To optimise sustainable urban living, the 15-minute city concept is being implemented in Paris and other major cities to reduce car traffic and CO2 emissions and improve the health and well-being of residents.
In this new urban model, cities and neighbourhoods allow residents to access their daily needs (housing, work, food, health, education, culture and leisure) within a short walk or bike ride.
Originally developed by Professor Carlos Moreno during the COP21 summit, and later adopted for Mayor Anne Hidalgo’s successful re-election campaign in 2020, the 15-minute city idea has become an international litmus test for the future sustainability of cities. It received the 2021 OBEL AWARD for being an ’ambitious and complex urban strategy – but also a refreshingly pragmatic approach’.
Carlos Moreno (@CarlosMorenoFr) is Scientific Director of the ETI Chair (Entrepreneurship Territory Innovation) and Associate Professor at University Panthéon Sorbonne – IAE Paris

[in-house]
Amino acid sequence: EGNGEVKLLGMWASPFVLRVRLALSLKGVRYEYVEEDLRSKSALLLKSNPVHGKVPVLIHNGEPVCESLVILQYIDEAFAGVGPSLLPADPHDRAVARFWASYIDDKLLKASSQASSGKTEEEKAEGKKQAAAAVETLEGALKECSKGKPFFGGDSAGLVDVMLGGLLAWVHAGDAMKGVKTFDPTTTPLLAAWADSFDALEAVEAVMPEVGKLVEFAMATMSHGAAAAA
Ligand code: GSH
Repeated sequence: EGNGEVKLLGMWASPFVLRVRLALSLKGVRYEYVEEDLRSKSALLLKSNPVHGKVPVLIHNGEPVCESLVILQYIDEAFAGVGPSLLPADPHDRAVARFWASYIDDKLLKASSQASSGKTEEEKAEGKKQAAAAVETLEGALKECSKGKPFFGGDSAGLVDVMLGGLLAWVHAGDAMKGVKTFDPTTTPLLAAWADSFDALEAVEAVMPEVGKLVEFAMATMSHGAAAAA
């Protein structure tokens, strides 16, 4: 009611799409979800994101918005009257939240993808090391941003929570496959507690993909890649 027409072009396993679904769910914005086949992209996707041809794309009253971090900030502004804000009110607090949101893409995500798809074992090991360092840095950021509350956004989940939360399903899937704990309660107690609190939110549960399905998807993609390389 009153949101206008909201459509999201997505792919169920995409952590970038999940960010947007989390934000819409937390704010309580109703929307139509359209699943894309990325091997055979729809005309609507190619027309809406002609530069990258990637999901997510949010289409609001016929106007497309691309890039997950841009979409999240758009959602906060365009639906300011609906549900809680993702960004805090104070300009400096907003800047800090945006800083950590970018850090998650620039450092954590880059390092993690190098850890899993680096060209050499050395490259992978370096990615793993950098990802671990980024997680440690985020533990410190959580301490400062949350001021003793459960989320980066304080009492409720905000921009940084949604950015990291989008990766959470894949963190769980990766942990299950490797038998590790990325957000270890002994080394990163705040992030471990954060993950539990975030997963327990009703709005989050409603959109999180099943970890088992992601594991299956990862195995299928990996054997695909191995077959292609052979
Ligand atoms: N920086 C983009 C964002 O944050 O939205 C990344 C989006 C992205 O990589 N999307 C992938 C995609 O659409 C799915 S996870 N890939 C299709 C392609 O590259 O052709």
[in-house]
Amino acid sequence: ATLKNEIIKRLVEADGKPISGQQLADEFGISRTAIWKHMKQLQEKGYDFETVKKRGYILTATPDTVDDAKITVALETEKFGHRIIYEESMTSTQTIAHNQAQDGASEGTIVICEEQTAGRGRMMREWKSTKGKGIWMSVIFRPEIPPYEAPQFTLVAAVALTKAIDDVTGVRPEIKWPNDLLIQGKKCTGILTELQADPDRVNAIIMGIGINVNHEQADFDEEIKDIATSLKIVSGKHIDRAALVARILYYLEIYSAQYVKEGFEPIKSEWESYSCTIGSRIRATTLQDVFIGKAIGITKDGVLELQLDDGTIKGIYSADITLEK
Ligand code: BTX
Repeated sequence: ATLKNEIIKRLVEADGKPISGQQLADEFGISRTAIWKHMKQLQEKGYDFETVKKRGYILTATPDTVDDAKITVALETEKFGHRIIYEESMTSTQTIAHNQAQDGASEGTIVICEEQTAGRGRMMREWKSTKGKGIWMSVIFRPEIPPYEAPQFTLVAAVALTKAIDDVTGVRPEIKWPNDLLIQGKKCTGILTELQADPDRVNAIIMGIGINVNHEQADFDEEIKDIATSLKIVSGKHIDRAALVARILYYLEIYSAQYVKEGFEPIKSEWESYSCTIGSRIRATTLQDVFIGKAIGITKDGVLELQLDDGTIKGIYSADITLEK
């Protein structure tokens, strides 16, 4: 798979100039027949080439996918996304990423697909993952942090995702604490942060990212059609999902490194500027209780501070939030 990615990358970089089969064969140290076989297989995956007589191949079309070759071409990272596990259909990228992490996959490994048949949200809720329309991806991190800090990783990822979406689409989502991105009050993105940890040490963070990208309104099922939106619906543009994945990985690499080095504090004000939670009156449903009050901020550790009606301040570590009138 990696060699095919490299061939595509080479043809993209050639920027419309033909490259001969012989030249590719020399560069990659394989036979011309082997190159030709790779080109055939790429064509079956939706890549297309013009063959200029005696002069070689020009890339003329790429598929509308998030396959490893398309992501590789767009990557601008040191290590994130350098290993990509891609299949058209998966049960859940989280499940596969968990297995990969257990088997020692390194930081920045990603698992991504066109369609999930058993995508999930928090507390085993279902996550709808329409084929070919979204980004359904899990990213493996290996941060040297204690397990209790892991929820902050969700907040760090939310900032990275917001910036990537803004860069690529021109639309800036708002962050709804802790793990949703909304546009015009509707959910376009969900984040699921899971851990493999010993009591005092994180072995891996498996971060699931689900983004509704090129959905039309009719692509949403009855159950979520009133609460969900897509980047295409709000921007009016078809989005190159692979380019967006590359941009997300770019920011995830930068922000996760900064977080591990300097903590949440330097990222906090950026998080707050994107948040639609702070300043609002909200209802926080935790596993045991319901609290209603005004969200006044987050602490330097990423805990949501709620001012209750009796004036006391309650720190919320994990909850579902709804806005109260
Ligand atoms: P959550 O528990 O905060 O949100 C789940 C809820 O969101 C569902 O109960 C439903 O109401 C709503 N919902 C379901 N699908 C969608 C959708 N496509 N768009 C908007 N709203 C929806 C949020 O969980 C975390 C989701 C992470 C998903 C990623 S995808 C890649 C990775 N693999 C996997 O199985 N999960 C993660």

Ricky Burdett (@burdettr) is a Professor of Urban Studies and Director of LSE Cities at the London School of Economics and Political Science
Twitter hashtag for this event: #LSE15MinuteCity
LSE Cities is an international centre that investigates the complexities of the contemporary city. It carries out research, graduate and executive education, outreach and advisory activities in London and abroad.
The OBEL AWARD is an international prize for architecture that honours recent and outstanding architectural contributions to human development. These contributions should offer seminal solutions to urgent problems.
The OBEL AWARD offers an incentive to architects worldwide to consider their obligations towards the common good. The award also aims to increase awareness in the general public of the transformative and social value of architecture.
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